Scenario 1 is a Boris triumph. Swept back with a majority of 100 fervent Brexiteers, he leads us out of the EU with minimal arrangements to prevent total chaos. People muddle through – we don’t run out of food and medicine, but trade struggles to adapt, the pound slides, investment slumps and the trade talks inch forward over years. After years of fire-fighting, some sort of stability is achieved, but we are in recession and the Tories lose the following election to whoever has emerged standing from the Opposition bunfight.

Scenario 2 is the opposite. It goes horribly wrong. Remain voters fairly successfully work out how to vote tactically, and we end up with a Lab/LD/SNP majority. On anything remotely like current polling, nobody will have an overall majority. A weak minority government surviving on confidence and supply will then be formed – probably under Corbyn, possibly under Swinson.

An actual coalition will not happen – Swinson has ruled it out, saving Labour the trouble. The Parliamentary majority will only be able to agree on one major thing: a second referendum. Possibly an attempt will be made at new negotiations with a customs union and something like free trade – in effect an EFTA deal – but it’s hard to see a path to a Parliamentary majority for it. But even then, a referendum is certain.

Scenario 2A is that Remain wins. The majority then falls apart and a new election called. What will have the Tories been doing? Probably Boris will retire to concentrate on entertaining articles and the new leader will be somewhat more ambiguous on Brexit – after a Remain vote, it will attract general derision if the Conservatives seek election on the basis that they’ll immediately start with Article 50 all over again. So after a fashion, grumpily, Britain will then move on from Brexit, with unpredictable results on the body politic.

Scenario 2B is that Leave wins – either with No Deal or the EFTA-style fix. Again it’s hard to see the weak coalition surviving for long, so a new election follows, which the Tories would probably win convincingly – the Remainers will be in total disarray and it will look logical for the Tories to govern the outcome they’ve campaigned for.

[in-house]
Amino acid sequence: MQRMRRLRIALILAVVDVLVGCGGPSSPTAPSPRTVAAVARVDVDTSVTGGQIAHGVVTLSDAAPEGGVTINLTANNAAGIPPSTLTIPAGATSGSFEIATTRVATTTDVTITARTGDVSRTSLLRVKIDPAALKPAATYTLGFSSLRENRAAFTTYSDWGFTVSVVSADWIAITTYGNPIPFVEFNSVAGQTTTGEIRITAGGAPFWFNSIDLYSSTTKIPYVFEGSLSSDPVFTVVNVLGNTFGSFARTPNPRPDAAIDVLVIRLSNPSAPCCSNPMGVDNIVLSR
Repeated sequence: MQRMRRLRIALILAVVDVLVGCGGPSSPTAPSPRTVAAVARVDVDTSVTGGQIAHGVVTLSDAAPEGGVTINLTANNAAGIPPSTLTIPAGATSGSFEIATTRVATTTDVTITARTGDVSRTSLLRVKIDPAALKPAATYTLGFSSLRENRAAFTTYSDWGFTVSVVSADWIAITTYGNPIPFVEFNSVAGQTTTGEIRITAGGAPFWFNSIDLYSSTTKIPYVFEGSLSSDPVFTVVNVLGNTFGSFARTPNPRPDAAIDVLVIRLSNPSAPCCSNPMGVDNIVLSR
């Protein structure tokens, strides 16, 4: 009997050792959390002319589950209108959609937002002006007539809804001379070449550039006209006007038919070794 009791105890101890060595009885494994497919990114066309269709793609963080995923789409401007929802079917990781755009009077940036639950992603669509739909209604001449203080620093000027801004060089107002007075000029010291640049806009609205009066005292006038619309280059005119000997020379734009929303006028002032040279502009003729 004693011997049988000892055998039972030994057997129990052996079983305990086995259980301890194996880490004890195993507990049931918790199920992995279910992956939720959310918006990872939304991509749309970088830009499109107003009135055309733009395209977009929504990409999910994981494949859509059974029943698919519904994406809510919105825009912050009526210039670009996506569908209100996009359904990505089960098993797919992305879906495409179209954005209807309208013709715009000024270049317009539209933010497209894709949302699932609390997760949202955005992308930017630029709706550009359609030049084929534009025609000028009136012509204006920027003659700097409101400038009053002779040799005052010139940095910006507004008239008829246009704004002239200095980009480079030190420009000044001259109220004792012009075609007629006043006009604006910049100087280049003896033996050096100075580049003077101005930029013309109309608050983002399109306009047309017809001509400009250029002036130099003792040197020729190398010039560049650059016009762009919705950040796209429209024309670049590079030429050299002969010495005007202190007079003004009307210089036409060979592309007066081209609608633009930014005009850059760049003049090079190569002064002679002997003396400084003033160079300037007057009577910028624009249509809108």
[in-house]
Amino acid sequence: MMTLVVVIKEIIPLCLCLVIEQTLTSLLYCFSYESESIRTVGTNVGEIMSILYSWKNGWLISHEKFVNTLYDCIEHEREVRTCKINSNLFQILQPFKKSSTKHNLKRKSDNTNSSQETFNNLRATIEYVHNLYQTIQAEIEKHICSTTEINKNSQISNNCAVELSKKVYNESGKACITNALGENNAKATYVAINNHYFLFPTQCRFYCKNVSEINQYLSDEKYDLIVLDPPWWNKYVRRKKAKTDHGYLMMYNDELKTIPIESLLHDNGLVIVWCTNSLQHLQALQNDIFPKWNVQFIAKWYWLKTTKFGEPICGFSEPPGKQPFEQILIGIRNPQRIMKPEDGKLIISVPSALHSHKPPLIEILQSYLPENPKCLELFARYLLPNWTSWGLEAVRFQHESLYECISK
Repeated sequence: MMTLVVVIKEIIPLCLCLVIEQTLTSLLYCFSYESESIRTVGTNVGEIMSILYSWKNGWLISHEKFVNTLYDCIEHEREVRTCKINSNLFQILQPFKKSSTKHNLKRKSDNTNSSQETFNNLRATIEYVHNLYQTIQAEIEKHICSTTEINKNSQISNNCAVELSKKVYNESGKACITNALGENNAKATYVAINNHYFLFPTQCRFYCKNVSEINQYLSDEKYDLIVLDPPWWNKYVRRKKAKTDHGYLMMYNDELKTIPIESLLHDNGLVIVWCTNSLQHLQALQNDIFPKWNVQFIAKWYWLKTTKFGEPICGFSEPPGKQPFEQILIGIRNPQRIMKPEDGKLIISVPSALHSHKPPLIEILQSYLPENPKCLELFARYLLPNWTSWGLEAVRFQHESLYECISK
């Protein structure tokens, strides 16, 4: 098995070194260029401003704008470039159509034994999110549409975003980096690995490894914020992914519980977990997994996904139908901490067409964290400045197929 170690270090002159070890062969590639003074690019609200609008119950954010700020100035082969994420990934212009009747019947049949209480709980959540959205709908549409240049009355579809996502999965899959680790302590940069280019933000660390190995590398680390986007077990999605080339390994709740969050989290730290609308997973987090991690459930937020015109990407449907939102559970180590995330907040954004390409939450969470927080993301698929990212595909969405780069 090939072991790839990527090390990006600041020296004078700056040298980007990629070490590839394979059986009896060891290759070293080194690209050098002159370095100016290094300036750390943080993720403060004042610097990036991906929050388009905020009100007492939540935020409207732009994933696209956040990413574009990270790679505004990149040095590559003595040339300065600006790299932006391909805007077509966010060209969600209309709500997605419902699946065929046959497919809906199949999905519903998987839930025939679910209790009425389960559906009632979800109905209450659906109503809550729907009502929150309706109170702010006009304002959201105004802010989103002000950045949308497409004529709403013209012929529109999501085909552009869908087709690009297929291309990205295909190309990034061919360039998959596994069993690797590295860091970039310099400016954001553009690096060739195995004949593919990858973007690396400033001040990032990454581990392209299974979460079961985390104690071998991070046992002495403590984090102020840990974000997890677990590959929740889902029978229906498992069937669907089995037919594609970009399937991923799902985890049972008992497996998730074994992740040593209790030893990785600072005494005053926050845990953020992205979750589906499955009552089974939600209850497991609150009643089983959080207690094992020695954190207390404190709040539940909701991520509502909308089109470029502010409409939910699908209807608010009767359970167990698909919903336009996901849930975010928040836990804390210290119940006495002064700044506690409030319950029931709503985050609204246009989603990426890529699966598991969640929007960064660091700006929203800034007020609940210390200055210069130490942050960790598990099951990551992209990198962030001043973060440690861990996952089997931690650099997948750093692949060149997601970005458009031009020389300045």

Scenario 3 is 2017 redux. Boris sort of wins, but without a majority. What then? He might resign, but I think his innate flexibility will then kick in. “I wanted to leave without fuss, but the voters disagreed, dammit.” He will then try to get a May-style deal, counting on general exasperation to get it through. If he succeeds, he carries on in Government and we all stumble into the future. If he fails, he will be replaced by an ERG ultra – Baker is the obvious choice and, once again, we see another election, which I think leads to Scenario 2, as there isn’t really a majority in the public for Bakerism.

An interesting thing is that it’s not clear what anyone should hope for. A Remainer will fancy 2A or, nervously, 3, but could easily find they get 1 or 2B. A Leaver will fancy 1 or especially 2B, but could easily get 2A or 3. But all the scenarios have one common factor: a prolonged period of instability. 

It is hard to see any of the scenarios as being in the national interest, but we are where we are. With the best will in the world, serious investment in Britain will be sparse for the next few years. Which may, strategically, mean that whatever government emerges from the smoke in 2020 discovers another classic scenario. 

The poisoned chalice.

Nick Palmer

Nick Palmer was Labour MP for Broxtowe, 1997-2010.



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Lazy Summers but politics can go on

Saturday, July 27th, 2019